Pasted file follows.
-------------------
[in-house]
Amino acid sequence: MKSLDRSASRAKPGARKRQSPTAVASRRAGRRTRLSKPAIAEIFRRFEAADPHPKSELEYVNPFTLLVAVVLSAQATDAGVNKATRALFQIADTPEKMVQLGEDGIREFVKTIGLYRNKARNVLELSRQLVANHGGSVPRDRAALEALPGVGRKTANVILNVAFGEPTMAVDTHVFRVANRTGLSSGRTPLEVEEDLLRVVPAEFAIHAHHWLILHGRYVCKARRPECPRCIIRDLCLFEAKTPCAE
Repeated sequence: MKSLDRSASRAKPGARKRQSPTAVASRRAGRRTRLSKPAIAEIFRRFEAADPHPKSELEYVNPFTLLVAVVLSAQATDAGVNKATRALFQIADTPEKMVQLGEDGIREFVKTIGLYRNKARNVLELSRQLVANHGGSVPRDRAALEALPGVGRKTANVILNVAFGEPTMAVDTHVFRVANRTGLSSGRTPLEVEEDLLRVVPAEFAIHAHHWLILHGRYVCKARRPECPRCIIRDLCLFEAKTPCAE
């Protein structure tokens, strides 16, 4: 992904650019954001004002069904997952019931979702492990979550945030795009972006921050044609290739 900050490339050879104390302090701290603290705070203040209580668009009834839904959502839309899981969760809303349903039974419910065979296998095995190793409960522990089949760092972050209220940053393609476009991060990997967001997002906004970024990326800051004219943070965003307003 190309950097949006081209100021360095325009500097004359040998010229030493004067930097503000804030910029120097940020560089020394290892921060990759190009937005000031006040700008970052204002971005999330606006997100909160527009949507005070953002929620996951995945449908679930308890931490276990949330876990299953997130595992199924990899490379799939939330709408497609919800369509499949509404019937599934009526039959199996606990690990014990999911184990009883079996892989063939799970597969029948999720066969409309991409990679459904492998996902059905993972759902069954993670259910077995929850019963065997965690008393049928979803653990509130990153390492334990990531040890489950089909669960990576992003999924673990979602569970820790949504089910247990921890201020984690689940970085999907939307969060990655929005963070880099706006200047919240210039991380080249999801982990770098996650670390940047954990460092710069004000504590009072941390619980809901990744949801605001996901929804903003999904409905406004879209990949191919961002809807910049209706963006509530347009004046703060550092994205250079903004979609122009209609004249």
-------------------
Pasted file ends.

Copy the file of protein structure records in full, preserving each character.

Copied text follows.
[in-house]
Amino acid sequence: MKSLDRSASRAKPGARKRQSPTAVASRRAGRRTRLSKPAIAEIFRRFEAADPHPKSELEYVNPFTLLVAVVLSAQATDAGVNKATRALFQIADTPEKMVQLGEDGIREFVKTIGLYRNKARNVLELSRQLVANHGGSVPRDRAALEALPGVGRKTANVILNVAFGEPTMAVDTHVFRVANRTGLSSGRTPLEVEEDLLRVVPAEFAIHAHHWLILHGRYVCKARRPECPRCIIRDLCLFEAKTPCAE
Repeated sequence: MKSLDRSASRAKPGARKRQSPTAVASRRAGRRTRLSKPAIAEIFRRFEAADPHPKSELEYVNPFTLLVAVVLSAQATDAGVNKATRALFQIADTPEKMVQLGEDGIREFVKTIGLYRNKARNVLELSRQLVANHGGSVPRDRAALEALPGVGRKTANVILNVAFGEPTMAVDTHVFRVANRTGLSSGRTPLEVEEDLLRVVPAEFAIHAHHWLILHGRYVCKARRPECPRCIIRDLCLFEAKTPCAE
């Protein structure tokens, strides 16, 4: 992904650019954001004002069904997952019931979702492990979550945030795009972006921050044609290739 900050490339050879104390302090701290603290705070203040209580668009009834839904959502839309899981969760809303349903039974419910065979296998095995190793409960522990089949760092972050209220940053393609476009991060990997967001997002906004970024990326800051004219943070965003307003 190309950097949006081209100021360095325009500097004359040998010229030493004067930097503000804030910029120097940020560089020394290892921060990759190009937005000031006040700008970052204002971005999330606006997100909160527009949507005070953002929620996951995945449908679930308890931490276990949330876990299953997130595992199924990899490379799939939330709408497609919800369509499949509404019937599934009526039959199996606990690990014990999911184990009883079996892989063939799970597969029948999720066969409309991409990679459904492998996902059905993972759902069954993670259910077995929850019963065997965690008393049928979803653990509130990153390492334990990531040890489950089909669960990576992003999924673990979602569970820790949504089910247990921890201020984690689940970085999907939307969060990655929005963070880099706006200047919240210039991380080249999801982990770098996650670390940047954990460092710069004000504590009072941390619980809901990744949801605001996901929804903003999904409905406004879209990949191919961002809807910049209706963006509530347009004046703060550092994205250079903004979609122009209609004249």